Fencing is a sport that features three related combat segments—the foil, the epee and the sabre. You score points by making contact with your opponent. First making its appearance in 1904, fencing has been in every modern Olympics ever since.
“I never dreamed of being a fencer, traveling around the world, going to the Olympics, or even coaching,” Dr. Nikki Franke admitted of her legendary career that spans six decades. A New York City native, Franke got started in fencing back in high school, a sport that was then and still is expensive to pursue.
“I started fencing during the turmoil of the late ‘60s,” she recalled. “I started in a public high school, not a private club, which is the norm today. We didn’t have the money for private clubs.
“I starting with a female coach in my senior year of high school,” continued Franke. “Most fencers don’t experience having a female coach. Then I went on to a college [Brooklyn College] where I had another female coach who was an Olympian [Denise O’Connor].”
Before she graduated from BC in 1972, Franke lettered four times, placed third in the 1972 national championships, and was named All-American. She later competed in two Olympic teams (1976, 1980), two World University Games (1973, 1977), a slew of international competitions, and became a two-time United States Fencing Association National Foil Champion (1975, 1980).
But perhaps Franke’s biggest contribution is as a coach. While pursuing a master’s degree in health education and still competing internationally, she was asked to start the Temple University fencing program in 1972 “with absolutely no coaching experience,” she admitted.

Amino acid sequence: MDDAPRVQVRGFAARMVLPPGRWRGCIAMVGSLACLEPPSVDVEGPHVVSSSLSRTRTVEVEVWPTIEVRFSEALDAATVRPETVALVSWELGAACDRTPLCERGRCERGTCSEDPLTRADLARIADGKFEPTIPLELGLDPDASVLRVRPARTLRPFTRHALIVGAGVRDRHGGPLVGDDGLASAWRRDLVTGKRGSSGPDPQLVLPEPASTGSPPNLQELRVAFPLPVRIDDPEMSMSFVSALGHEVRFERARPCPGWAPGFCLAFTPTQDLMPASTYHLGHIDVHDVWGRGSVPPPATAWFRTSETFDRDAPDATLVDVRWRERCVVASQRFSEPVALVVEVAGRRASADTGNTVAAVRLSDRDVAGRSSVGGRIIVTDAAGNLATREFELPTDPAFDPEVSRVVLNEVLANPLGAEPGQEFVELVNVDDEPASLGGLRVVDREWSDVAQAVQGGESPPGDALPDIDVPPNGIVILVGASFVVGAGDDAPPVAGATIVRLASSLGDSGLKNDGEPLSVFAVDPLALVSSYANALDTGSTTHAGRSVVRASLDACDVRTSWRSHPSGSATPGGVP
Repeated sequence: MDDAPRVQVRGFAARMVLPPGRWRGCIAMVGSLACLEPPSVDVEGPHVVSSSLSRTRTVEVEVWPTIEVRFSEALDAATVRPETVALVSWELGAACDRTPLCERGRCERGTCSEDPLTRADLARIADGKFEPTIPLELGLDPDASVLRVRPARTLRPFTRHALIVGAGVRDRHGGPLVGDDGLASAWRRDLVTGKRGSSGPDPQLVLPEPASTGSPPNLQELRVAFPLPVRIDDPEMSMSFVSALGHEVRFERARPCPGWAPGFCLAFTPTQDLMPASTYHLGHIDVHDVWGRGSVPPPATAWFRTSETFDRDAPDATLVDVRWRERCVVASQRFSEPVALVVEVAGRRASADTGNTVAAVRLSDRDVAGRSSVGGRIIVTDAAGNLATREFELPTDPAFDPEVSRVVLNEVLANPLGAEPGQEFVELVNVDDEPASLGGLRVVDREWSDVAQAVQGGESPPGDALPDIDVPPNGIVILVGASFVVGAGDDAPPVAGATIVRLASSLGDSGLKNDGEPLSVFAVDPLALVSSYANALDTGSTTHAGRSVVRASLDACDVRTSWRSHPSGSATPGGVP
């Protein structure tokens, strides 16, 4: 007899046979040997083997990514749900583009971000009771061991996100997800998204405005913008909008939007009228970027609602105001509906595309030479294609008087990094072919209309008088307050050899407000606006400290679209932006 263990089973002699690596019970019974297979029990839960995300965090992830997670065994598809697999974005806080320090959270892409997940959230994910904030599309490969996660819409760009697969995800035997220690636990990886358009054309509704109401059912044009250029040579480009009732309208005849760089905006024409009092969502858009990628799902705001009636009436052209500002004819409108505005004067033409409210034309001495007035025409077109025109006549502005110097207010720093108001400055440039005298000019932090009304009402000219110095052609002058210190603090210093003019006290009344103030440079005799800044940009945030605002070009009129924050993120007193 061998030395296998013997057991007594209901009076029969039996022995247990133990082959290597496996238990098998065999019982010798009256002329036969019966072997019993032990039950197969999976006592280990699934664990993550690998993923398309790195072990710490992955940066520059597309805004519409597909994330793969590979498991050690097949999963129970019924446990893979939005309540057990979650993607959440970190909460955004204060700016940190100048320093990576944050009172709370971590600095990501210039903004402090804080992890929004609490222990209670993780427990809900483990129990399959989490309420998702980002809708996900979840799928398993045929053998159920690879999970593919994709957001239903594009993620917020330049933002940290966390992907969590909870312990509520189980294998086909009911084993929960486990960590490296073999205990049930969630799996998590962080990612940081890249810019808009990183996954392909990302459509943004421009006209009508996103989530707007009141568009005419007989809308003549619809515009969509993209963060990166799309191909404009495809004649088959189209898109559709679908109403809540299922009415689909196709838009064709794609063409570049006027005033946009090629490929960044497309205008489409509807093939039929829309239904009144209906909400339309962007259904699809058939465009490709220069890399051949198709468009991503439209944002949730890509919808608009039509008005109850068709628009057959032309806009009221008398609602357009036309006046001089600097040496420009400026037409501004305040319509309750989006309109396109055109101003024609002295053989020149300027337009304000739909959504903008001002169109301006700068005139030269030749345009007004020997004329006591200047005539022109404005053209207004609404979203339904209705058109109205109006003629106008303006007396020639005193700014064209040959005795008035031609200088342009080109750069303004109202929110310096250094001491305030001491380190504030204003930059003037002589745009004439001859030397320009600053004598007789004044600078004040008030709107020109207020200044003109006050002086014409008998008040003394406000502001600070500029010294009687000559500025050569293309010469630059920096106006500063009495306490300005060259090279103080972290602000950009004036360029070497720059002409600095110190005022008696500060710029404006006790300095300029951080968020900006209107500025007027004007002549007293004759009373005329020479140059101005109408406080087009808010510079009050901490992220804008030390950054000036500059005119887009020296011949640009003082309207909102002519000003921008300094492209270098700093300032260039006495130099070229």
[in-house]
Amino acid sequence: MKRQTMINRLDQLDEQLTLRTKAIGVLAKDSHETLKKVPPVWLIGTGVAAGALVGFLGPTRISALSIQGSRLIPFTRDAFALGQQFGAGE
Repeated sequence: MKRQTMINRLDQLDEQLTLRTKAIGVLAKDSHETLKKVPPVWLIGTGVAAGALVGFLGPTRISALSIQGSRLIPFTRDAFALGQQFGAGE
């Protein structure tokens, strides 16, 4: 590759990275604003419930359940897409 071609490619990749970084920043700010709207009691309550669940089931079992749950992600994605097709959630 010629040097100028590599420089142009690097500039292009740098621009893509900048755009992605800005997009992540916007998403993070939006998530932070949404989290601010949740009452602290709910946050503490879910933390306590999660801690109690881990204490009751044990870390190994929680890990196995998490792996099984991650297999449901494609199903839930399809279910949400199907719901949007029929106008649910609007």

Now nearly 50 years later, Franke has amassed over 860 wins, reaching the 800-win milestone in 2018. She’s a four-time national coach of the year and led the Owls to a 1991 third-place finish with a senior, three juniors, a sophomore and four freshmen.
Under her tutelage, Temple has been an annual presence at the NCAAs, first in 1976, the 1992 Foil Team champions, twice runners-up, two third-place finishes, and four fourth-place finishes.
Even more impressive is the fact that Franke is a rarity: “I am the only Black female head coach in the country in all three [NCAA] divisions,” she said proudly. “Being a female head coach of a women’s team truly matters. Representation matters.
“I believe that being an example and a mentor to others is one of the best forms of activism that a person can engage in,” stated Franke, adding that 12 of her former fencers went into coaching themselves. “It is so important to advocate for and support female head coaches so that our young female athletes of color can look at us and see a mirrored image of what they can be, and not feel they are looking through a window and not see who they are.”
She also is a co-founder of the Black Women in Sport Foundation, a Philadelphia-based nonprofit. “None of us would be where we are today without the support of our families,” said Franke, who earned her master’s in health education from Temple in 1975 and graduated from its doctoral program in 1988.
She recently retired as an associate public health professor at the school and is a member of multiple Hall of Fames: Brooklyn College (1979), Temple Athletics (1995), United States Fencing Association (1998), International Sports HOF (2002). “I’ve been truly blessed to have good mentors over the years to help me grow and develop in ways I could never even imagined.”
Charles Hallman is a contributing reporter and award-winning sports columnist at the Minnesota Spokesman-Recorder.